It’s good to see that the principle of focusing on buildings’ fabric is being implemented but we have a long way to go as an industry
The details of the changes to Part L 2013 in England have now been released, including new Approved Documents L1a and L2a for new buildings. As we already knew from previous government announcements, the changes will start to be implemented from 6 April 2014 and aim to achieve a 6% improvement over Part L 2010 for domestic buildings, and a 9% improvement for non-domestic.
Different building types will be pushed by different amounts, as the headline improvement figures are weighted across the build mix. The changes will require developers to review their current designs, but will these be significant enough to provide the learning that is needed on the journey to achieving zero carbon?
However the small percentage improvements over 2010 standards will reduce the learning opportunity for the house building industry on the road to zero carbon
The details in the Approved Document L1a show that the domestic buildings targets are achievable through fabric alone, and also introduce a new mandatory fabric energy efficiency standard – similar to the standards included in the Code for Sustainable Homes and promoted by Zero Carbon Hub, though not set in the same absolute terms and so likely to be less challenging. The Zero Carbons Hub has consistently advocated a focus on fabric as an essential basic principle of zero carbon, and it is good to see that this is being implemented and prepared for in 2013.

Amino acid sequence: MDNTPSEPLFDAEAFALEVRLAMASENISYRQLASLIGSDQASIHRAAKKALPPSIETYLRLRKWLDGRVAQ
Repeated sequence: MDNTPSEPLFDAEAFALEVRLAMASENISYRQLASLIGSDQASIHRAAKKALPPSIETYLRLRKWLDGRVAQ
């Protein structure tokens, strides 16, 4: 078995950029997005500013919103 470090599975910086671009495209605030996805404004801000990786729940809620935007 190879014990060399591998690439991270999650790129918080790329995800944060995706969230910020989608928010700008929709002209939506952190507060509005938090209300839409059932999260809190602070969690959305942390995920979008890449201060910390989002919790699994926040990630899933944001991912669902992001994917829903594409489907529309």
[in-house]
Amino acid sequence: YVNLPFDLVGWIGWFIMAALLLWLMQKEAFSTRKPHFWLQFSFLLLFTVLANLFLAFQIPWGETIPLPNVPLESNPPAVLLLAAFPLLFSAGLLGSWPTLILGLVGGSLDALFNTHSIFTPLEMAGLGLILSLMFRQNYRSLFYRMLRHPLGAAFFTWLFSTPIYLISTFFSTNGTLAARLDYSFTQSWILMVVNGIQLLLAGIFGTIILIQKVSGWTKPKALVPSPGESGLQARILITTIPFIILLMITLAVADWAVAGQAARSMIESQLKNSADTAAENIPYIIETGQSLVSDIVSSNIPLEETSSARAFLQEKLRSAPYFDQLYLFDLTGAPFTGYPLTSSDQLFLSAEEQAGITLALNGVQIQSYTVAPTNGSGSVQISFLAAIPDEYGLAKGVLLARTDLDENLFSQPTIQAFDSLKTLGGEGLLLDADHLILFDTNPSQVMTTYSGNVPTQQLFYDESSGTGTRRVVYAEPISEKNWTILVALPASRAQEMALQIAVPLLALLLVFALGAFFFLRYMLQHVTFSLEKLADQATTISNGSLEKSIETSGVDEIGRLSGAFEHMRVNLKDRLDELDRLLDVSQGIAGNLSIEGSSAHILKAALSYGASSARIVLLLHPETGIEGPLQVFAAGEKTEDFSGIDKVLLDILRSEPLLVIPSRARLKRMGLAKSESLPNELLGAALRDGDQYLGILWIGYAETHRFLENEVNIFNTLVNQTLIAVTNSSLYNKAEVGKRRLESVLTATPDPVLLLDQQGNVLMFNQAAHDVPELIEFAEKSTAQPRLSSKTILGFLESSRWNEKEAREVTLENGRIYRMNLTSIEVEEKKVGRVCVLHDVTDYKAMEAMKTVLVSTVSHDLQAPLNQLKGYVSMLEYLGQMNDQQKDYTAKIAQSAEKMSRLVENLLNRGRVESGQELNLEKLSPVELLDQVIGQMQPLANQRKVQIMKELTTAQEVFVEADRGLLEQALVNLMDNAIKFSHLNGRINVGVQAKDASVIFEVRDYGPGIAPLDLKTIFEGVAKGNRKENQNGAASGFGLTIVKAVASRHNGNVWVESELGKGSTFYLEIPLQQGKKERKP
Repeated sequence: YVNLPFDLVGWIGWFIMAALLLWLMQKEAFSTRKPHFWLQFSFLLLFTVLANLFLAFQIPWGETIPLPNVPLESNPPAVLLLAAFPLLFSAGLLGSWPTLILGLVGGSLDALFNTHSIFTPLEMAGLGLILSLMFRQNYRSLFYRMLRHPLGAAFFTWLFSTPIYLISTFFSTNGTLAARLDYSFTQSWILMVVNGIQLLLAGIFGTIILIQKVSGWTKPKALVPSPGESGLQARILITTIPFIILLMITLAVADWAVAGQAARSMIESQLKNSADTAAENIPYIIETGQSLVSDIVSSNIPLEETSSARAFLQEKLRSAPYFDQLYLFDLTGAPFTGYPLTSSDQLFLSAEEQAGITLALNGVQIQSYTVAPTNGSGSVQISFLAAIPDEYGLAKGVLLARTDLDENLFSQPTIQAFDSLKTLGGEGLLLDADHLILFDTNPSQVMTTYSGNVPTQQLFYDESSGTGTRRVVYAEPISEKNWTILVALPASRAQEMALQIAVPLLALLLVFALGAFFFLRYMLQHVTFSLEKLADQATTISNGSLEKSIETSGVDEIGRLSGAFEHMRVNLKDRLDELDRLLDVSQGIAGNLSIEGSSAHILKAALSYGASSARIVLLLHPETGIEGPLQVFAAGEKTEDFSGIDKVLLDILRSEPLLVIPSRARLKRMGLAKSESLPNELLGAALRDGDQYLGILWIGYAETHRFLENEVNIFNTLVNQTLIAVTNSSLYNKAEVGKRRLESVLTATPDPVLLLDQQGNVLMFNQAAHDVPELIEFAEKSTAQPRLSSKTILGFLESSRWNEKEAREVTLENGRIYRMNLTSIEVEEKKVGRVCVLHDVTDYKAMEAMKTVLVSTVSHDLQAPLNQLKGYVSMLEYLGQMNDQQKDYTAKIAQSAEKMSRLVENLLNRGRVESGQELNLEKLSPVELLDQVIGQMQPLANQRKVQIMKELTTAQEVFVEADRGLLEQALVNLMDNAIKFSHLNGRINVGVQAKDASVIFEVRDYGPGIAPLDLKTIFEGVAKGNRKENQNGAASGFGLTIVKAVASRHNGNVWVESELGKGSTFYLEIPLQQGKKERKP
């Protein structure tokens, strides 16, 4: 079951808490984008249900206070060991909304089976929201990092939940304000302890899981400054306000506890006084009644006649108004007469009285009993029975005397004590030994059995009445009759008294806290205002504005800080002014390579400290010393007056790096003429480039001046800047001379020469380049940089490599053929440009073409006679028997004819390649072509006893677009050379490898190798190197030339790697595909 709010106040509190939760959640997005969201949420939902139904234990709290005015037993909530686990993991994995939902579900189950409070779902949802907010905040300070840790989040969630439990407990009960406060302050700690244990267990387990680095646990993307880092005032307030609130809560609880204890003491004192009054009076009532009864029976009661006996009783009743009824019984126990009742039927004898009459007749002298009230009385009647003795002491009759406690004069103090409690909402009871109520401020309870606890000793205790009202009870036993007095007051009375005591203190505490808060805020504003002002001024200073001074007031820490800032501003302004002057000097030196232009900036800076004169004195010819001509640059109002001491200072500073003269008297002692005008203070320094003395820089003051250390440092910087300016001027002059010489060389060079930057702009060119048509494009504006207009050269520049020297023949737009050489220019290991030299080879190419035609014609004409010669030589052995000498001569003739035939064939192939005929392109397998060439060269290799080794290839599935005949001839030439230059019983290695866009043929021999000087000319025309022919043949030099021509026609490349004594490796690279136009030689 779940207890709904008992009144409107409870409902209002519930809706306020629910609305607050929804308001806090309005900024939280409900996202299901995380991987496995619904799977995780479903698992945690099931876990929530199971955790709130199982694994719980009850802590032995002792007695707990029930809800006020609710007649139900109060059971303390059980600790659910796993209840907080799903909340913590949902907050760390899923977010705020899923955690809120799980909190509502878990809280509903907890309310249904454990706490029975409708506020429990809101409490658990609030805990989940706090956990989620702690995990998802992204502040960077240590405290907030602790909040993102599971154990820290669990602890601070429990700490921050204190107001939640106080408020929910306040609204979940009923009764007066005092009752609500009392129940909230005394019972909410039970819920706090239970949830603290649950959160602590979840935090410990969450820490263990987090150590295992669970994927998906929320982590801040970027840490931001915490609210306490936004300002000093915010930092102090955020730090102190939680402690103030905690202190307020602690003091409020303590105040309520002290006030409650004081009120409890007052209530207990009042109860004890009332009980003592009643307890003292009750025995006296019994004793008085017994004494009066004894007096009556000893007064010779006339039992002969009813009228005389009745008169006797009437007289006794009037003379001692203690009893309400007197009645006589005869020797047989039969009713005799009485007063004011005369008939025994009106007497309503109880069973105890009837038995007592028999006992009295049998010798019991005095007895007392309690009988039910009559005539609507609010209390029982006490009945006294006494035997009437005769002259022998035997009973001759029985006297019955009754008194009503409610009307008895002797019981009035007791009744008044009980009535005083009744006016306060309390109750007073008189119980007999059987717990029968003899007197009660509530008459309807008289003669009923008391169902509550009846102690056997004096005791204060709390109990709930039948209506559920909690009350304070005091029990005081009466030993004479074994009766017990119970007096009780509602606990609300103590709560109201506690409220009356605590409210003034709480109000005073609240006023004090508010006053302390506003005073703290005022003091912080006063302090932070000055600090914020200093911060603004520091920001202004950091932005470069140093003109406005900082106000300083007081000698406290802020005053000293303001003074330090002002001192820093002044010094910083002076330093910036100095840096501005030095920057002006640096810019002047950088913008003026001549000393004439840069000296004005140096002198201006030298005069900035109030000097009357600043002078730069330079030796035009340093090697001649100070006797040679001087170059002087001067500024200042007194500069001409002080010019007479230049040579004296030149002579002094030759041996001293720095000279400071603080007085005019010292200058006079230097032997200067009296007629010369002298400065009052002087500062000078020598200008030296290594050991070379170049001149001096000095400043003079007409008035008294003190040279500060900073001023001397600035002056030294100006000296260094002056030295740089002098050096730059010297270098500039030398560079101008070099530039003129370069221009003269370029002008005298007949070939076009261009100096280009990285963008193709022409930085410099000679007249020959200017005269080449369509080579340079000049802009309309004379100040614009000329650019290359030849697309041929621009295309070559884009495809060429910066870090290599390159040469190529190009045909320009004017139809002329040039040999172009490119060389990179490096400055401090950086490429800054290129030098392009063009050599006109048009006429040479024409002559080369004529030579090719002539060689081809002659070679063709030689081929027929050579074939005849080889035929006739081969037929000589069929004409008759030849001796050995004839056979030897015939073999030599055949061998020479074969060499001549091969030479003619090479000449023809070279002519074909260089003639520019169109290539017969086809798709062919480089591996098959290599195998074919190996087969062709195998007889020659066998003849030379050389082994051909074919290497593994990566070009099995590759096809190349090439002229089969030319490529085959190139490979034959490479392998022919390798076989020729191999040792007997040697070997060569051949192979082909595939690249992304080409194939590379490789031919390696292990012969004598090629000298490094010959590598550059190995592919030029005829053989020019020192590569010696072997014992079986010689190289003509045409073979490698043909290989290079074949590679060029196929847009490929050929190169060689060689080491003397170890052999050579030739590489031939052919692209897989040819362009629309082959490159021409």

The domestic targets are designed to allow consistency of specification across unit types, which will help to address some of the issues I wrote about in my last article on the design-as built energy performance gap project being coordinated by the Hub. Some of the changes proposed at the consultation stage to address the gap, such as the introduction of confidence factors linked to the application of a QA process, have been put on hold and are expected to be informed by the outcomes of the performance gap project.
However, the small percentage improvements over 2010 standards will reduce the learning opportunity for the housebuilding industry on the road to zero carbon. The same picture is given in Wales, where a 25% or 40% reduction over Part L 2010 was originally proposed at consultation for domestic buildings, which has recently been reduced to 8%, though non-domestic buildings remain at 20% as originally proposed.
No changes have been made to improve the overheating checks introduced as part of the compliance checks, and this is likely to require further review in the future. We should not underestimate the potential danger posed to the health of residents through overheating, which has already been identified as an issue in some new homes, nor the risk of a future performance gap issue as residents are driven to use methods of cooling. The Hub is currently working with government and industry to scope out a programme of work to reduce the risk of summer overheating, and I will be writing more about this project in a future article in Building.
Experience to date suggests that industry as a whole still has a lot to learn in order to achieve zero carbon in practice, and through the performance gap project and other innovative schemes many organisations are showing a promising appetite to do so. The heat is on for 2016, as the step to zero carbon is now looking quite big one and will require clear, early guidance from government as well as ambition from industry to choose to meet stronger targets, realising benefits for building owners and occupiers as well as the UK as a whole.
Rob Pannell is the managing director of the Zero Carbon Hub